If you are looking for an answer to the question What is Artificial Intelligence? and you only have a minute, then here's the definition the Association for the Advancement of Artificial Intelligence offers on its home page: "the scientific understanding of the mechanisms underlying thought and intelligent behavior and their embodiment in machines."
However, if you are fortunate enough to have more than a minute, then please get ready to embark upon an exciting journey exploring AI (but beware, it could last a lifetime) …
Kitano, Hiroaki (Sony Computer Science Laboratories)
This article proposes a new grand challenge for AI reasearch: to develop AI system to make major scientific discoveries in biomedical sciences that worth Nobel Prize. There are a series of human cognitive limitations that prevents us from making accerlated scientific discoveries, particularity in biomedical sciences. As a result, scientific discoveries are left behind at the level of cottage industry. AI systems can transform scientific discoveries into highly efficient practice, thereby enable us to expand our knowledge in unprecedented way.
Veloso, Manuela M., Balch, Tucker, Stone, Peter, Kitano, Hiroaki, Yamasaki, Fuminori, Endo, Ken, Asada, Minoru, Jamzad, M., Sadjad, B. S., Mirrokni, V. S., Kazemi, M., Chitsaz, H., Heydarnoori, A., Hajiaghai, M. T., Chiniforooshan, E.
Kitano, Hiroaki, Tadokoro, Satoshi
The intention of the RoboCup Rescue project is to promote research and development in this socially significant domain at various levels, involving multiagent teamwork coordination, physical agents for search and rescue, information infrastructures, personal digital assistants, a standard simulator and decision-support systems, evaluation benchmarks for rescue strategies, and robotic systems that are all integrated into a comprehensive system in the future. Although the rescue domain is intuitively appealing as a large-scale multiagent and intelligent system domain, analysis has not yet revealed its domain characteristics. The first research evaluation meeting will be held at RoboCup-2001, in conjunction with the Seventeenth International Joint Conference on Artificial Intelligence (IJCAI-2001), as part of the RoboCup Rescue Simulation League and RoboCup/AAAI Rescue Robot Competition. In this article, we present a detailed analysis of the task domain and elucidate characteristics necessary for multiagent and intelligent systems for this domain.
The Robot World Cup Soccer Games and Conferences (RoboCup) are a series of competitions and events designed to promote the full integration of AI and robotics research. Following the first RoboCup, held in Nagoya, Japan, in 1997, RoboCup-98 was held in Paris from 2-9 July, overlapping with the real World Cup soccer competition. RoboCup-98 included competitions in three leagues: (1) the simulation league, (2) the real robot small-size league, and (3) the real robot middle-size league. Champion teams were cmunited-98 in both the simulation and the real robot small-size leagues and cs-freiburg (Freiburg, Germany) in the real robot middle-size league.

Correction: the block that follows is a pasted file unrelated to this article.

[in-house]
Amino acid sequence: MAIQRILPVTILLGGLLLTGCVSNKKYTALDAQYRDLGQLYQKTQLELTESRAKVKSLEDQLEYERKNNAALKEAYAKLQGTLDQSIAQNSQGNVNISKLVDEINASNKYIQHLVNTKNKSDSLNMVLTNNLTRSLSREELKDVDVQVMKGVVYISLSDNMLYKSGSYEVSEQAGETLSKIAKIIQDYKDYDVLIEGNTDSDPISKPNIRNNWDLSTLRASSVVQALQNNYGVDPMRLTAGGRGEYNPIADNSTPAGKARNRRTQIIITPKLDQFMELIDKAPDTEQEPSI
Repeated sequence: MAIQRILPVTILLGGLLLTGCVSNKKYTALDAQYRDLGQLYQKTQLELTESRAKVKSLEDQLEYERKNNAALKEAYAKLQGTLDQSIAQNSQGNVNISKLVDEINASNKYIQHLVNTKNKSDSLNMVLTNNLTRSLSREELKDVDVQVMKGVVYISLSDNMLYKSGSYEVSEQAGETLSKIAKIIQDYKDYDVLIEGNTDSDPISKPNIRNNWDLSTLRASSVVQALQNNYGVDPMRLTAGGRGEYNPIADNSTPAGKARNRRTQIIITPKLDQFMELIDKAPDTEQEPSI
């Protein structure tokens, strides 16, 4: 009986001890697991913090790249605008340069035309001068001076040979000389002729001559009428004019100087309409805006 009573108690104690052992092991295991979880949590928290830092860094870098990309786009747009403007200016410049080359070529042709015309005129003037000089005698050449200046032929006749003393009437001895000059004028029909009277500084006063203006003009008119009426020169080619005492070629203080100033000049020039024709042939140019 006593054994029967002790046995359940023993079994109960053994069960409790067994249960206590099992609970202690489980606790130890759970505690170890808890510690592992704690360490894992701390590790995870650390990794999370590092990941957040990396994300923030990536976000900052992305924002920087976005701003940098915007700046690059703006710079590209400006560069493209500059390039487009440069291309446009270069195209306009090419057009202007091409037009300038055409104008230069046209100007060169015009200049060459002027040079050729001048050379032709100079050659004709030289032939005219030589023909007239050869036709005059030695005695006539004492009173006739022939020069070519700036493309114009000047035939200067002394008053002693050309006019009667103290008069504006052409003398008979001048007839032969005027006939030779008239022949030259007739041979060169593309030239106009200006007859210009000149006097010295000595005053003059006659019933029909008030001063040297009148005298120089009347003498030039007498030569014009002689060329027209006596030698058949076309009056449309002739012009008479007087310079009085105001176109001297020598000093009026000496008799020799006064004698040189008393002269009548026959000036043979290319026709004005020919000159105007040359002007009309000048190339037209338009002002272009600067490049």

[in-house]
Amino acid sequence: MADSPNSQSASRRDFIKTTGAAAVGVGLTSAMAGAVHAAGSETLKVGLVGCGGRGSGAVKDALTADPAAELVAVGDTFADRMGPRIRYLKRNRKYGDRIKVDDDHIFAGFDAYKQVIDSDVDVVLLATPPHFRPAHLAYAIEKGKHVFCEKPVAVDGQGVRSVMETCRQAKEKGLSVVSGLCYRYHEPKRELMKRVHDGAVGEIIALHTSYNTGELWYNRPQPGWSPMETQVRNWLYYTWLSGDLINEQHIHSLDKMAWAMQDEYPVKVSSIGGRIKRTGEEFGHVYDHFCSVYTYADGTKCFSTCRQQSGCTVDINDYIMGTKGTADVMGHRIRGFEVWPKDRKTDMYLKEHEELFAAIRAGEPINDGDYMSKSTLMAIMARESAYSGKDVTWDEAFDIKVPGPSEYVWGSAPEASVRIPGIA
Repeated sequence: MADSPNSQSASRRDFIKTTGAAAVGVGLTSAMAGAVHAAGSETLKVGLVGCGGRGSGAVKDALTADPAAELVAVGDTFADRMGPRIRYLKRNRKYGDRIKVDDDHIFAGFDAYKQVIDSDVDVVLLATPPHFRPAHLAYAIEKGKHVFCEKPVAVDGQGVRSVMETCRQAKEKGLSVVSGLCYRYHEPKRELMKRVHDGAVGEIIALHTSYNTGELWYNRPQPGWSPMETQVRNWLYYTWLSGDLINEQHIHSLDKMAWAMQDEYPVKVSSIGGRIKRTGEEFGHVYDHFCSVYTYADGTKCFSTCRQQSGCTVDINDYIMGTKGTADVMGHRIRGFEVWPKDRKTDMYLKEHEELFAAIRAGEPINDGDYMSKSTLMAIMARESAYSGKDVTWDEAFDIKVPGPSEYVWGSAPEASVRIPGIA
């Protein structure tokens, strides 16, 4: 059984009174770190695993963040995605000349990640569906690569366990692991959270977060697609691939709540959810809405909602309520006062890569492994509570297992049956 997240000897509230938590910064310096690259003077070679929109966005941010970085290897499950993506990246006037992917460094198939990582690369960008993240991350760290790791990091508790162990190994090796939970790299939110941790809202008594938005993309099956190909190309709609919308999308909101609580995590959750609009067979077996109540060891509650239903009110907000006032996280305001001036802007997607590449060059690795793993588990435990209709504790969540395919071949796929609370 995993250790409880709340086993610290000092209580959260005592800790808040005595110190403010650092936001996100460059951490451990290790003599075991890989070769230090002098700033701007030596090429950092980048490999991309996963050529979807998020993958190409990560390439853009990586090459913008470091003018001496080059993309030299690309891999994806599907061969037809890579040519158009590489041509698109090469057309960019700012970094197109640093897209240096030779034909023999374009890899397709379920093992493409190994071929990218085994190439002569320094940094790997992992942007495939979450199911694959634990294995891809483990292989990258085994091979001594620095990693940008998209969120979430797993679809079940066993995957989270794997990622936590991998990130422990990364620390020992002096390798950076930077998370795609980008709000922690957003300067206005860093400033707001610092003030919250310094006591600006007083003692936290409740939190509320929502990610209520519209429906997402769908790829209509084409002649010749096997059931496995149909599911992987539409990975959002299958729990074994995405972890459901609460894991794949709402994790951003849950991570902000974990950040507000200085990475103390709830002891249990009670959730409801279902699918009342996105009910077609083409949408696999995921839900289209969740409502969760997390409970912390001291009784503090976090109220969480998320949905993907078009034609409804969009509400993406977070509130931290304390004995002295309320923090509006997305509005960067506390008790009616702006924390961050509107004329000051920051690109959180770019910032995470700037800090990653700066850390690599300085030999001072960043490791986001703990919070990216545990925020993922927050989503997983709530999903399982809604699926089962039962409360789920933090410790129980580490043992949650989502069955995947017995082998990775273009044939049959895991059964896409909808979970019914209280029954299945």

Sony has provided a robot platform for research and development in physical agents, namely, fully autonomous legged robots. In this article, we describe our work using Sony's legged robots to participate at the RoboCup-98 legged robot demonstration and competition. Robotic soccer represents a challenging environment for research in systems with multiple robots that need to achieve concrete objectives, particularly in the presence of an adversary. We introduce the RoboCup context and briefly present Sony's legged robot.
RoboCup-97, The First Robot World Cup Soccer Games and Conferences, was held at the Fifteenth International Joint Conference on Artificial Intelligence. The world champions are CMUNITED (Carnegie Mellon University) for the small-size league, DREAMTEAM (University of Southern California) and TRACKIES (Osaka University, Japan) for the middle-size league, and AT-HUMBOLDT (Humboldt University) for the simulation league. The Scientific Challenge Award was given to Sean Luke (University of Maryland) for his genetic programming- based simulation team LUKE, and the Engineering Challenge Awards were given to UTTORI UNITED (Utsunomiya University, Toyo University, and Riken, Japan) and RMIT (Royal Melbourne Institute of Technology, Australia) for designing novel omnidirectional driving mechanisms. RoboCup-98, the Second Robot World Cup Soccer, was held in conjunction with the Third International Conference on Multiagent Systems in Paris, France, in July 1998.
The Robot World-Cup Soccer (RoboCup) is an attempt to foster AI and intelligent robotics research by providing a standard problem where a wide range of technologies can be integrated and examined. A robot team must actually perform a soccer game, incorporating various technologies, including design principles of autonomous agents, multiagent collaboration, strategy acquisition, real-time reasoning, robotics, and sensor fusion. RoboCup is a task for a team of multiple fast-moving robots under a dynamic environment. Although RoboCup's final target is a world cup with real robots, RoboCup offers a software platform for research on the software aspects of RoboCup.